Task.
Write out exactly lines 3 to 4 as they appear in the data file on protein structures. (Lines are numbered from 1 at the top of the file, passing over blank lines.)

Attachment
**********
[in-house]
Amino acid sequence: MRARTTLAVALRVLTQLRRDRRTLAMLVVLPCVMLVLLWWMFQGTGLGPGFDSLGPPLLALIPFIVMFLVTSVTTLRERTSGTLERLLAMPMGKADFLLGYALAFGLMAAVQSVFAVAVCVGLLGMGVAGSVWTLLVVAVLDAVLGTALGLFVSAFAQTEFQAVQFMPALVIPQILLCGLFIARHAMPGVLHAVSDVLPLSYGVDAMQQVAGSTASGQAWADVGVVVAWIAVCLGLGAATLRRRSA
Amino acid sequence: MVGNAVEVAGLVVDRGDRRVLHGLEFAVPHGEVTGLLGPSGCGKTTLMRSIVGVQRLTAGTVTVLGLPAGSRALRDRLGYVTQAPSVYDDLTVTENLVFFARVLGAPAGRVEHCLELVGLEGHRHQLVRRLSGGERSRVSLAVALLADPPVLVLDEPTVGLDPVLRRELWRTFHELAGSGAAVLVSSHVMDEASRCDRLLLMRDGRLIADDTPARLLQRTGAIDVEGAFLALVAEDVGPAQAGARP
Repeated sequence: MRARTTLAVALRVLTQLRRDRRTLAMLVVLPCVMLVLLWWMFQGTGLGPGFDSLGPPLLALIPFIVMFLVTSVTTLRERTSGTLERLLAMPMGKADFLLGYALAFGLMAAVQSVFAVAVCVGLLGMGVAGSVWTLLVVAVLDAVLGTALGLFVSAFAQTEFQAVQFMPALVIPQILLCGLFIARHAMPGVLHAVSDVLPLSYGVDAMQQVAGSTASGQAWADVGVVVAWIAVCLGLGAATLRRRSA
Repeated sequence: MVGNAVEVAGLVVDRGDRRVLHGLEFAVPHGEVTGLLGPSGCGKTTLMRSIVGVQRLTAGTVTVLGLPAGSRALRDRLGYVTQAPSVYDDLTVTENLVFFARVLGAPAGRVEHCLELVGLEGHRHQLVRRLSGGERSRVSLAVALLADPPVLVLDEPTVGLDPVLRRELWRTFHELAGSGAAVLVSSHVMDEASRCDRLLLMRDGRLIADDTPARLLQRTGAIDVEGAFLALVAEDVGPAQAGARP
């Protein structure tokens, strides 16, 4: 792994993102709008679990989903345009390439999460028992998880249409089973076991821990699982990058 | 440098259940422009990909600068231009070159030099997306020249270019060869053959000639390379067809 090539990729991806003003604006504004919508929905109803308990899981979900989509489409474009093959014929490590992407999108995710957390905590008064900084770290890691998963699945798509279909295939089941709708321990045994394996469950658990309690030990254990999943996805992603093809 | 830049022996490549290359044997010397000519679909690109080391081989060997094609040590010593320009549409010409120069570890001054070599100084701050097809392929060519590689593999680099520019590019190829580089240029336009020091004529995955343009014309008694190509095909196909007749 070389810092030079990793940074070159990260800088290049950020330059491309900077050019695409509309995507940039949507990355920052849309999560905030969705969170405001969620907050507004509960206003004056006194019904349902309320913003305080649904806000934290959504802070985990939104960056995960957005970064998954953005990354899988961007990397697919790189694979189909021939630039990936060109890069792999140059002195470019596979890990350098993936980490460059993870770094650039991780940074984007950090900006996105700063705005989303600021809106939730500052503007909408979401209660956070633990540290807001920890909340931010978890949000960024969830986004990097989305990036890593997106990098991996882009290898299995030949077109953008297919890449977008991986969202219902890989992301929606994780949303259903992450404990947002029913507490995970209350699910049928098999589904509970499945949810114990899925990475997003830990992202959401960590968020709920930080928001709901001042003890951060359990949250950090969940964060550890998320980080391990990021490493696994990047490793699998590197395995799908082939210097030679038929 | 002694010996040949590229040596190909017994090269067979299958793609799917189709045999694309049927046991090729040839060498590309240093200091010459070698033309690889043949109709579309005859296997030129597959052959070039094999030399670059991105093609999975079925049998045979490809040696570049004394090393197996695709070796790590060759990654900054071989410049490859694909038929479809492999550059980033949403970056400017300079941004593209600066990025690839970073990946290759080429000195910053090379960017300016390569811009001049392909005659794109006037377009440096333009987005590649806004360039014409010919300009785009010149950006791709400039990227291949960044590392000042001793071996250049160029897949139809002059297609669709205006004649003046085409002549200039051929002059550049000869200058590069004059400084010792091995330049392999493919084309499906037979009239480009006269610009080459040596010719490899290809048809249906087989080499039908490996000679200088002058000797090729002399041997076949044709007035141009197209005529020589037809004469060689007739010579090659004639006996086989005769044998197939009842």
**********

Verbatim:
Amino acid sequence: MVGNAVEVAGLVVDRGDRRVLHGLEFAVPHGEVTGLLGPSGCGKTTLMRSIVGVQRLTAGTVTVLGLPAGSRALRDRLGYVTQAPSVYDDLTVTENLVFFARVLGAPAGRVEHCLELVGLEGHRHQLVRRLSGGERSRVSLAVALLADPPVLVLDEPTVGLDPVLRRELWRTFHELAGSGAAVLVSSHVMDEASRCDRLLLMRDGRLIADDTPARLLQRTGAIDVEGAFLALVAEDVGPAQAGARP
Repeated sequence: MRARTTLAVALRVLTQLRRDRRTLAMLVVLPCVMLVLLWWMFQGTGLGPGFDSLGPPLLALIPFIVMFLVTSVTTLRERTSGTLERLLAMPMGKADFLLGYALAFGLMAAVQSVFAVAVCVGLLGMGVAGSVWTLLVVAVLDAVLGTALGLFVSAFAQTEFQAVQFMPALVIPQILLCGLFIARHAMPGVLHAVSDVLPLSYGVDAMQQVAGSTASGQAWADVGVVVAWIAVCLGLGAATLRRRSA